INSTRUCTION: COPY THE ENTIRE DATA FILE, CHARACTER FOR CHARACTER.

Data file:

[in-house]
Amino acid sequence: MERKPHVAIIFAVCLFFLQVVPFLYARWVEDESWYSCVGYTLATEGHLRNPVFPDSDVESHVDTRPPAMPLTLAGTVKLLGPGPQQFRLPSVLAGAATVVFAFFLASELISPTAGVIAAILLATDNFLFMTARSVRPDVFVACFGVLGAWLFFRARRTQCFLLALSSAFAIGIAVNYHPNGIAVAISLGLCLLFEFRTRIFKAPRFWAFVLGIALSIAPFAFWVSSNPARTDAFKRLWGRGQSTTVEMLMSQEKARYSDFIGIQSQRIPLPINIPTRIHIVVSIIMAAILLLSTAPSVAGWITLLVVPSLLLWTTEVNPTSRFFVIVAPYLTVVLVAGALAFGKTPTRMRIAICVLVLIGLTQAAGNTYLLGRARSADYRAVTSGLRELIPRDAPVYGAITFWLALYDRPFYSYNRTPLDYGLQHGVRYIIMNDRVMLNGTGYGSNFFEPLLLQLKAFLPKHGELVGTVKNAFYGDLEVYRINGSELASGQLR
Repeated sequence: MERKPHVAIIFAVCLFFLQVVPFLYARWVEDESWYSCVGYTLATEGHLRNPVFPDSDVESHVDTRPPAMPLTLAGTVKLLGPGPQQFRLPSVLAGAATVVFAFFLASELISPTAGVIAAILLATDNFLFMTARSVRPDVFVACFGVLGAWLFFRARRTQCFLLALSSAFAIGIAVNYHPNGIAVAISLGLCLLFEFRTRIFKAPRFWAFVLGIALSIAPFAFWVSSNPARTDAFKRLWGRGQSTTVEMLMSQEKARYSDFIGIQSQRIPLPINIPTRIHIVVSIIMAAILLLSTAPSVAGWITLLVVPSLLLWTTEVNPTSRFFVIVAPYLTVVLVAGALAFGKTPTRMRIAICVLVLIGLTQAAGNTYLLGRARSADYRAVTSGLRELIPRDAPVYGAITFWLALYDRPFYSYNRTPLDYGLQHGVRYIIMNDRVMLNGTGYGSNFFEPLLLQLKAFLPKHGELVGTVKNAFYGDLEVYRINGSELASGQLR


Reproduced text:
[in-house]
Amino acid sequence: MERKPHVAIIFAVCLFFLQVVPFLYARWVEDESWYSCVGYTLATEGHLRNPVFPDSDVESHVDTRPPAMPLTLAGTVKLLGPGPQQFRLPSVLAGAATVVFAFFLASELISPTAGVIAAILLATDNFLFMTARSVRPDVFVACFGVLGAWLFFRARRTQCFLLALSSAFAIGIAVNYHPNGIAVAISLGLCLLFEFRTRIFKAPRFWAFVLGIALSIAPFAFWVSSNPARTDAFKRLWGRGQSTTVEMLMSQEKARYSDFIGIQSQRIPLPINIPTRIHIVVSIIMAAILLLSTAPSVAGWITLLVVPSLLLWTTEVNPTSRFFVIVAPYLTVVLVAGALAFGKTPTRMRIAICVLVLIGLTQAAGNTYLLGRARSADYRAVTSGLRELIPRDAPVYGAITFWLALYDRPFYSYNRTPLDYGLQHGVRYIIMNDRVMLNGTGYGSNFFEPLLLQLKAFLPKHGELVGTVKNAFYGDLEVYRINGSELASGQLR
Repeated sequence: MERKPHVAIIFAVCLFFLQVVPFLYARWVEDESWYSCVGYTLATEGHLRNPVFPDSDVESHVDTRPPAMPLTLAGTVKLLGPGPQQFRLPSVLAGAATVVFAFFLASELISPTAGVIAAILLATDNFLFMTARSVRPDVFVACFGVLGAWLFFRARRTQCFLLALSSAFAIGIAVNYHPNGIAVAISLGLCLLFEFRTRIFKAPRFWAFVLGIALSIAPFAFWVSSNPARTDAFKRLWGRGQSTTVEMLMSQEKARYSDFIGIQSQRIPLPINIPTRIHIVVSIIMAAILLLSTAPSVAGWITLLVVPSLLLWTTEVNPTSRFFVIVAPYLTVVLVAGALAFGKTPTRMRIAICVLVLIGLTQAAGNTYLLGRARSADYRAVTSGLRELIPRDAPVYGAITFWLALYDRPFYSYNRTPLDYGLQHGVRYIIMNDRVMLNGTGYGSNFFEPLLLQLKAFLPKHGELVGTVKNAFYGDLEVYRINGSELASGQLR